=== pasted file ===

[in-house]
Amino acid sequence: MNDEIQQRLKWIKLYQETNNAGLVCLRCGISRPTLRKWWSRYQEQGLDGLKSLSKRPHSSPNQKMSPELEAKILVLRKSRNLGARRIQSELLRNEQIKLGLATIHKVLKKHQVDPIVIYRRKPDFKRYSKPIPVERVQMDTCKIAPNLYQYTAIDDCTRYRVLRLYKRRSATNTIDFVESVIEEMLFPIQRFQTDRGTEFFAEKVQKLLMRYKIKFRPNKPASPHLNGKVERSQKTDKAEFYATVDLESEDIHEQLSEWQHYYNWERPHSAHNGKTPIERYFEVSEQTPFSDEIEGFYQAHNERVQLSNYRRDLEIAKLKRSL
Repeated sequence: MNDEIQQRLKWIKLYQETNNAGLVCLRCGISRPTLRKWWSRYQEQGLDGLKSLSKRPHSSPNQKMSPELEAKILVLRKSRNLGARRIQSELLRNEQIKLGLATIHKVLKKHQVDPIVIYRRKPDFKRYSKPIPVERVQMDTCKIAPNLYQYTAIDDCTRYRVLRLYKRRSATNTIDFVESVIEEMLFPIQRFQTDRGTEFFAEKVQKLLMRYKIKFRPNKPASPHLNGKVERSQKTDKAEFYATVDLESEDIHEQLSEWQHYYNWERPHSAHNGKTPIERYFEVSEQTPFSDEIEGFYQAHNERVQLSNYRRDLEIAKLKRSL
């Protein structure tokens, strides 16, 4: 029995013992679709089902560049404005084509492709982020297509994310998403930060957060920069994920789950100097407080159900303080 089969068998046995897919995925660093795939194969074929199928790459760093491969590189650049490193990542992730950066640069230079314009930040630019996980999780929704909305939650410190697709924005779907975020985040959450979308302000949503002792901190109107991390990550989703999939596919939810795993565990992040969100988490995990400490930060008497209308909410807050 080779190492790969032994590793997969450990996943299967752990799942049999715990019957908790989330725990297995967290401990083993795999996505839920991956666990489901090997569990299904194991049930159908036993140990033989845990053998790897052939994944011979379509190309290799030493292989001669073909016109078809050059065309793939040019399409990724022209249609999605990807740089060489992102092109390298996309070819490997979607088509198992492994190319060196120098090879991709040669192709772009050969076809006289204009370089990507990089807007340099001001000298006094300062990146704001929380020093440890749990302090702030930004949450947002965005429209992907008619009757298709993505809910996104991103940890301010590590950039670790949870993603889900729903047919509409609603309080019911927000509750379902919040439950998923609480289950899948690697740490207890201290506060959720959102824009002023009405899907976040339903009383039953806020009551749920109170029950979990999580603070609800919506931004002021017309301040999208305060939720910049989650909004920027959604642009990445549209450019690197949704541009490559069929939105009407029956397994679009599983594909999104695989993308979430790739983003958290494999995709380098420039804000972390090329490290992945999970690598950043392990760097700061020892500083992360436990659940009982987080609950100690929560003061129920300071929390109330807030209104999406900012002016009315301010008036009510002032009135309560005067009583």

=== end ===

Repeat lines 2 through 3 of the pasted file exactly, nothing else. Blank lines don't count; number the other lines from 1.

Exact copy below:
Amino acid sequence: MNDEIQQRLKWIKLYQETNNAGLVCLRCGISRPTLRKWWSRYQEQGLDGLKSLSKRPHSSPNQKMSPELEAKILVLRKSRNLGARRIQSELLRNEQIKLGLATIHKVLKKHQVDPIVIYRRKPDFKRYSKPIPVERVQMDTCKIAPNLYQYTAIDDCTRYRVLRLYKRRSATNTIDFVESVIEEMLFPIQRFQTDRGTEFFAEKVQKLLMRYKIKFRPNKPASPHLNGKVERSQKTDKAEFYATVDLESEDIHEQLSEWQHYYNWERPHSAHNGKTPIERYFEVSEQTPFSDEIEGFYQAHNERVQLSNYRRDLEIAKLKRSL
Repeated sequence: MNDEIQQRLKWIKLYQETNNAGLVCLRCGISRPTLRKWWSRYQEQGLDGLKSLSKRPHSSPNQKMSPELEAKILVLRKSRNLGARRIQSELLRNEQIKLGLATIHKVLKKHQVDPIVIYRRKPDFKRYSKPIPVERVQMDTCKIAPNLYQYTAIDDCTRYRVLRLYKRRSATNTIDFVESVIEEMLFPIQRFQTDRGTEFFAEKVQKLLMRYKIKFRPNKPASPHLNGKVERSQKTDKAEFYATVDLESEDIHEQLSEWQHYYNWERPHSAHNGKTPIERYFEVSEQTPFSDEIEGFYQAHNERVQLSNYRRDLEIAKLKRSL